Hi Dave, hi list,
On 02/15/2012 02:27 AM, Dave Chinner wrote:
> On Tue, Feb 14, 2012 at 01:32:00PM +0100, Richard Ems wrote:
>> On 02/14/2012 01:09 AM, Dave Chinner wrote:
>>>> I am asking because I am seeing very long times while removing big
>>>> directory trees. I thought on kernels above 3.0 removing dirs and files
>>>> had improved a lot, but I don't see that improvement.
>>> You won't if the directory traversal is seek bound and that is the
>>> limiting factor for performance.
>> *Seek bound*? *When* is the directory traversal *seek bound*?
> Whenever you are traversing a directory structure that is not alrady
> hot in the cache. IOWS, almost always.
Ok, got that.
>>>> This is a backup system running dirvish, so most files in the dirs I am
>>>> removing are hard links. Almost all of the files do have ACLs set.
>>> The unlink will have an extra IO to read per inode - the out-of-line
>>> attribute block, so you've just added 11 million IOs to the 800,000
>>> the traversal already takes to the unlink overhead. So it's going to
>>> take roughly ten hours because the unlink is gong to be read IO seek
>> It took 110 minutes and not 10 hours. All files and dirs there had ACLs set.
> I was basing that on you "find dir" time of 100 minutes, which was
> the only number you gave, and making the assumption it didn't read
> the attribute blocks and that it was seeing worse case seek times
> (i.e. avg seek times) for every IO.
> Given the way locality works in XFS, I'd suggest that the typical
> seek time will be much less (a few blocks, not half the disk
> platter) and not necessarily on the same disk (due to RAID) so the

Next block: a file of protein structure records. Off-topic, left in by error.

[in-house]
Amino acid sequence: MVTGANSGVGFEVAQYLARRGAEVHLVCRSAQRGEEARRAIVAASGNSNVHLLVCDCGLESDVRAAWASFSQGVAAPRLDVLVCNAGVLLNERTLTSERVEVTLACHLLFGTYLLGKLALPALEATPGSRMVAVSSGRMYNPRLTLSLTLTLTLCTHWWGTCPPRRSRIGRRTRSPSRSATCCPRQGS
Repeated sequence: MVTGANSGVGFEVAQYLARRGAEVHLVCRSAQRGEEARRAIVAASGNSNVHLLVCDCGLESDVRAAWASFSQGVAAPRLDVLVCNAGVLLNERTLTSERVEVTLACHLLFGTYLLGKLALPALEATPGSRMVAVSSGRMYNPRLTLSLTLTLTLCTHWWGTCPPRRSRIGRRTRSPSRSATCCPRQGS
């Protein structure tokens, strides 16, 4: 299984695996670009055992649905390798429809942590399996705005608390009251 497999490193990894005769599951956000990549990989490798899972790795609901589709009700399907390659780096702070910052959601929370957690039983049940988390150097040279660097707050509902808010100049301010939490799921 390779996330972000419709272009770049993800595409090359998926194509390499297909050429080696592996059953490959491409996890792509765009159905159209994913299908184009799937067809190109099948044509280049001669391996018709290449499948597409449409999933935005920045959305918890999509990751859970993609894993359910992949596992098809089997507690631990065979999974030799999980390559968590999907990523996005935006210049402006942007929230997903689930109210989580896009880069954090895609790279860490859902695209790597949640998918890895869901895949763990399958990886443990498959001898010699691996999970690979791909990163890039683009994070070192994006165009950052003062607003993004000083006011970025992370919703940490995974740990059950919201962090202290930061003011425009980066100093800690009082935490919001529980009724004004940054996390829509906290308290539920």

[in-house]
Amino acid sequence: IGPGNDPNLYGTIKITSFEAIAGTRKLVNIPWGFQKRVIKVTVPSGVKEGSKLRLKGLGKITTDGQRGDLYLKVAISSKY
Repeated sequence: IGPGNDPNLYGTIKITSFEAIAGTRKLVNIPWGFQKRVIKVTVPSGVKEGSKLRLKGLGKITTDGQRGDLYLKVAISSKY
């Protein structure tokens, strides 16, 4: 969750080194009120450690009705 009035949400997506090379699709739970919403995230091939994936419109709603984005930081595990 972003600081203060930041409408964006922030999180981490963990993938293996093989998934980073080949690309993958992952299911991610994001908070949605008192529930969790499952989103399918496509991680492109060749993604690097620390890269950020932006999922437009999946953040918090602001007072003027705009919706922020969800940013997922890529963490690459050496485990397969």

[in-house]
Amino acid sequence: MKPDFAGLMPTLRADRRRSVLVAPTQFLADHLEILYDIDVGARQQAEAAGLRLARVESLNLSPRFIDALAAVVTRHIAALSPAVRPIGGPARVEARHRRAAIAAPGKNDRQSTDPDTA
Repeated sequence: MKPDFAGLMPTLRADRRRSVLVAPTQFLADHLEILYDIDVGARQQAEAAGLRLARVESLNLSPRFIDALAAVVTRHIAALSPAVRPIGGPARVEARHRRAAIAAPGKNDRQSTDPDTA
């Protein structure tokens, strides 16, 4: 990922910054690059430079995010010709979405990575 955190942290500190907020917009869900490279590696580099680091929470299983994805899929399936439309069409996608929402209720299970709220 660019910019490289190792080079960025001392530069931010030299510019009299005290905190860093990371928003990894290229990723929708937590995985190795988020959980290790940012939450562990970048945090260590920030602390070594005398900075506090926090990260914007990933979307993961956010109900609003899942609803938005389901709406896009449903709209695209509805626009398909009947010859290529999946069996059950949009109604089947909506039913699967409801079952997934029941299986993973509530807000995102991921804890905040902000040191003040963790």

> average seek time for your workload is likely to be much lower. If
> it's at 1ms (closer to track-to-track seek times) instead of the
> 5ms, then that 10hrs becomes 2hrs for that many IOs....
Many thanks for the clarification !!!
>>> Also, for large directories like this (millions of entries) you
>>> should also consider using a larger directory block size (mkfs -n
>>> size=xxxx option) as that can be scaled independently to the
>>> filesystem block size. This will significantly decrease the amount
>>> of IO and fragmentation large directories cause. Peak modification
>>> performance of small directories will be reduced because larger
>>> block size directories consume more CPU to process, but for large
>>> directories performance will be significantly better as they will
>>> spend much less time waiting for IO.
>> This was not ONE directory with that many files, but a directory
>> containing 834591 subdirectories (deeply nested, not all in the same
>> dir!) and 10539154 files.
> So you've got a directory *tree* that indexes 11 million inodes, not
> "one directory with 11 million files and dirs in it" as you
> originally described. Both Christoph and I have interpreted your
> original description as "one large directory", but there's no need
> to shout at us because it's difficult to understand any given
> configuration from just a few lines of text. IOWs, details like "one
> directory" vs "one directory tree" might seem insignificant to you,
> but they mean an awful lot us developers and can easily lead us down
> the wrong path.
Sorry, I didn't mean to shout at anyone, sorry for that. I just wanted
to clarify my original description, since I noticed I did it wrong. Now
I know I should have used ** and not uppercase.
As you suggested, I should have written *directory tree* and not only
*directory*, sorry, my fault.
But I didn't mean to shout at anyone, I am very happy for the fast and
extense responses from both you and Christoph! Thanks again!
> FWIW, directory tree traversal is even more read IO latency
> sensitive than a single large directory traversal because we can't
> do readahead across directory boundaries to hide seek latencies as
> much as possible and the locality on individual directories can be
> very different depending on the allocaiton policy the filesystem is
> using. As it is, large directory blocks can also reduce the amount
> of IO needed in this sort of situation and speed up traversals....
Richard Ems mail: Richard.Ems@xxxxxxxxxxxxxxxxx
Cape Horn Engineering S.L.
C/ Dr. J.J. Dómine 1, 5º piso
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